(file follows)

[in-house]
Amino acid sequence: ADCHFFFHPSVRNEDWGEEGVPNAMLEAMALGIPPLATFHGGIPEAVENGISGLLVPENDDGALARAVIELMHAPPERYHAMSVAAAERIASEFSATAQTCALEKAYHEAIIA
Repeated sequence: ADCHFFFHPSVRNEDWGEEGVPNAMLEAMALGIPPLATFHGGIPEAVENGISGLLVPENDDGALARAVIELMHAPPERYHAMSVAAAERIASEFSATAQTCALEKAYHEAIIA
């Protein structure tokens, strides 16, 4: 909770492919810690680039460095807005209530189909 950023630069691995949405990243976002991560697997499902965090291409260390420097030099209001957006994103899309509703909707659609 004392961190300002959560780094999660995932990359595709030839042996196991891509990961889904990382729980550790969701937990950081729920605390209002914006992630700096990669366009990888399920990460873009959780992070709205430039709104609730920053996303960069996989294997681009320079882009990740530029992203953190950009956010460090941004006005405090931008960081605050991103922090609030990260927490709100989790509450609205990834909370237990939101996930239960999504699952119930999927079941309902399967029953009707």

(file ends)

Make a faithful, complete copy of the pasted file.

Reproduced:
[in-house]
Amino acid sequence: ADCHFFFHPSVRNEDWGEEGVPNAMLEAMALGIPPLATFHGGIPEAVENGISGLLVPENDDGALARAVIELMHAPPERYHAMSVAAAERIASEFSATAQTCALEKAYHEAIIA
Repeated sequence: ADCHFFFHPSVRNEDWGEEGVPNAMLEAMALGIPPLATFHGGIPEAVENGISGLLVPENDDGALARAVIELMHAPPERYHAMSVAAAERIASEFSATAQTCALEKAYHEAIIA
């Protein structure tokens, strides 16, 4: 909770492919810690680039460095807005209530189909 950023630069691995949405990243976002991560697997499902965090291409260390420097030099209001957006994103899309509703909707659609 004392961190300002959560780094999660995932990359595709030839042996196991891509990961889904990382729980550790969701937990950081729920605390209002914006992630700096990669366009990888399920990460873009959780992070709205430039709104609730920053996303960069996989294997681009320079882009990740530029992203953190950009956010460090941004006005405090931008960081605050991103922090609030990260927490709100989790509450609205990834909370237990939101996930239960999504699952119930999927079941309902399967029953009707």